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A few people have suggested I look at other packages for config solutions. I thought I'd record some of my thoughts on the matter. Let's look at requirements first.

Requirements

  1. Commandline argument support. When running scripts, it's much faster to specify some config via the commandline than always requiring a new config file for each config change.

  2. Default config value support. If a script assumes a value works for most cases, let's make it default, and allow for overriding those values in some way.

  3. Config file support. We need to be able to read in config from a file, and in some cases, several files. Some config values are either too long and unwieldy to pass via the commandline, and some config values contain characters that would be interpreted by the shell. Plus, the ability to use diff and version control on these files is invaluable.

  4. Multiple config file type support. json, yaml, etc.

  5. Adding the above three solutions together. The order should be: default config value -> config file -> commandline arguments. (The rightmost value of a configuration item wins.)

  6. Config definition and validation. Commandline options are constrained by the options that are defined, but config files can contain any number of arbitrary key/value pairs.

  7. The ability to add groups of commandline arguments together. Sometimes familes of scripts need a common set of commandline options, but also need the ability to add script-specific options. Sharing the common set allows for consistency.

  8. The ability to add config definitions together. Sometimes families of scripts need a common set of config items, but also need the ability to add script-specific config items.

  9. Locking and/or logging any changes to the config. Changing config during runtime can wreak havoc on the debugability of a script; locking or logging the config helps avoid or mitigate this.

  10. Python 3 support, and python 2.7 unicode support, preferably unicode-by-default.

  11. Standardized solution, preferably non-company and non-language specific.

  12. All-in-one solution, rather than having to use multiple solutions.

Packages and standards

argparse

Argparse is the standardized python commandline argument parser, which is why configman and scriptharness have wrapped it to add further functionality. Its main drawbacks are lack of config file support and limited validation.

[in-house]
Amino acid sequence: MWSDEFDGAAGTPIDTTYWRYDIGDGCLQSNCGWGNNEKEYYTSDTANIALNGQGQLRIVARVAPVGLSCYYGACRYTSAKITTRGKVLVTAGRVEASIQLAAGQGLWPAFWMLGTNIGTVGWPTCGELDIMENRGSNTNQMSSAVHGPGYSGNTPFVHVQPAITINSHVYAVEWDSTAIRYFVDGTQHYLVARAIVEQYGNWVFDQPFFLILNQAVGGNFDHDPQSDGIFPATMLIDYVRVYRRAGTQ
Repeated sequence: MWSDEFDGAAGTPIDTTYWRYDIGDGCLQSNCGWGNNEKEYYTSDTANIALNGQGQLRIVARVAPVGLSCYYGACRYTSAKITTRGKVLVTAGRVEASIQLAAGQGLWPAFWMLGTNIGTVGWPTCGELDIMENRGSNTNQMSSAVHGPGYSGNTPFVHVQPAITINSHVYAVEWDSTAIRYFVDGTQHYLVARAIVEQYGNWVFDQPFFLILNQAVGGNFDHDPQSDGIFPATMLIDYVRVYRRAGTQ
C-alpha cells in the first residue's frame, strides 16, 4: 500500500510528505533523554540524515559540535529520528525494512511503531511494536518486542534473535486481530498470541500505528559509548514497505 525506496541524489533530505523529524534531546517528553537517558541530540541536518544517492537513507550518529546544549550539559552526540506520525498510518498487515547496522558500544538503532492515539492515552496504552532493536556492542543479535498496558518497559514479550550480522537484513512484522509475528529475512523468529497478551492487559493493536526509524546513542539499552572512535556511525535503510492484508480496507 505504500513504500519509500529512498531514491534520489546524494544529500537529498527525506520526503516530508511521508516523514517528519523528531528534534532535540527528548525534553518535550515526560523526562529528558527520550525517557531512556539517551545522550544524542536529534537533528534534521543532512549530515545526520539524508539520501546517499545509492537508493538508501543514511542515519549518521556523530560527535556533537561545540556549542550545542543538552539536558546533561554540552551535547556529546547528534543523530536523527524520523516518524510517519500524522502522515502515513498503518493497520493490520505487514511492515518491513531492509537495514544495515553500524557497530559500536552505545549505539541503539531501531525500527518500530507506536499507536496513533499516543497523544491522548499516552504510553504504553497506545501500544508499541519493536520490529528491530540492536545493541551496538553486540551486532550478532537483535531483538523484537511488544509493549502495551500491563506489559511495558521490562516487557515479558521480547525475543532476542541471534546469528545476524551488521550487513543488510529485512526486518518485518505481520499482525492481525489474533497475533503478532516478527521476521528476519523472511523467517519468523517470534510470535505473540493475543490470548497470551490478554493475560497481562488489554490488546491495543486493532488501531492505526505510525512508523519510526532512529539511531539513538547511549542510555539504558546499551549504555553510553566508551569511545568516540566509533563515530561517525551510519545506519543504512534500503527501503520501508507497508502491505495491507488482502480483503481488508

1. Commandline argument support: yes. That's what it's written for.

  2. Default config value support: yes, for commandline options.

  3. Config file support: no.

  4. multiple config file type support: no.

  5. Adding the above three solutions together: no. The default config value and the commandline arguments are placed in the same Namespace, and you have to use the parser.get_default() method to determine whether it's a default value or an explicitly set commandline option.

  6. Config definition and validation: limited. It only covers commandline option definition+validation, and there's the required flag but not a if foo is set, bar is required type validation. It's possible to roll your own, but that would be script-specific rather than part of the standard.

  7. Adding groups of commandline arguments together: yes. You can take multiple parsers and make them parent parsers of a child parser, if the parent parsers have specified add_help=False

  8. Adding config definitions together: limited, as above.

  9. The ability to lock/log changes to the config: no. argparse.Namespace will take changes silently.

  10. Python 3 + python 2.7 unicode support: yes.

  11. Standardized solution: yes, for python. No for other languages.

  12. All-in-one solution: no, for the above limitations.

configman

Configman is a tool written to deal with configuration in various forms, and adds the ability to transform configs from one type to another (e.g., commandline to ini file). It also adds the ability to block certain keys from being saved or output. Its argparse implementation is deeper than scriptharness' ConfigTemplate argparse abstraction.

Its main drawbacks for scriptharness usage appear to be lack of python 3 + py2-unicode-by-default support, and for being another non-standardized solution. I've given python3 porting two serious attempts, so far, and I've hit a wall on the dotdict __getattr__ hack working differently on python 3. My wip is here if someone else wants a stab at it.

  1. Commandline argument support: yes.

  2. Default config value support: yes.

  3. Config file support: yes.

  4. Multiple config file type support: yes.

  5. Adding the above three solutions together: not as far as I can tell, but since you're left with the ArgumentParser object, I imagine it'll be the same solution to wrap configman as argparse.

  6. Config definition and validation: yes.